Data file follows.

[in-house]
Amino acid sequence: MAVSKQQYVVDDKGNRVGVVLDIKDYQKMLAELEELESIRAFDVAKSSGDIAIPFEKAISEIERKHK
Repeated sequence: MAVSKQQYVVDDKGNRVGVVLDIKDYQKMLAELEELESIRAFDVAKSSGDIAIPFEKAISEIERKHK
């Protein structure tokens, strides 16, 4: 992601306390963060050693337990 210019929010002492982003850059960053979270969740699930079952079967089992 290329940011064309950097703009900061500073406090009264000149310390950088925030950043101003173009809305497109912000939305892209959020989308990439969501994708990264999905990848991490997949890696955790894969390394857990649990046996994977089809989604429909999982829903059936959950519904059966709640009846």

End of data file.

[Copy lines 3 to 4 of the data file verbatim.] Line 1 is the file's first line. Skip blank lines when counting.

Repeated sequence: MAVSKQQYVVDDKGNRVGVVLDIKDYQKMLAELEELESIRAFDVAKSSGDIAIPFEKAISEIERKHK
């Protein structure tokens, strides 16, 4: 992601306390963060050693337990 210019929010002492982003850059960053979270969740699930079952079967089992 290329940011064309950097703009900061500073406090009264000149310390950088925030950043101003173009809305497109912000939305892209959020989308990439969501994708990264999905990848991490997949890696955790894969390394857990649990046996994977089809989604429909999982829903059936959950519904059966709640009846």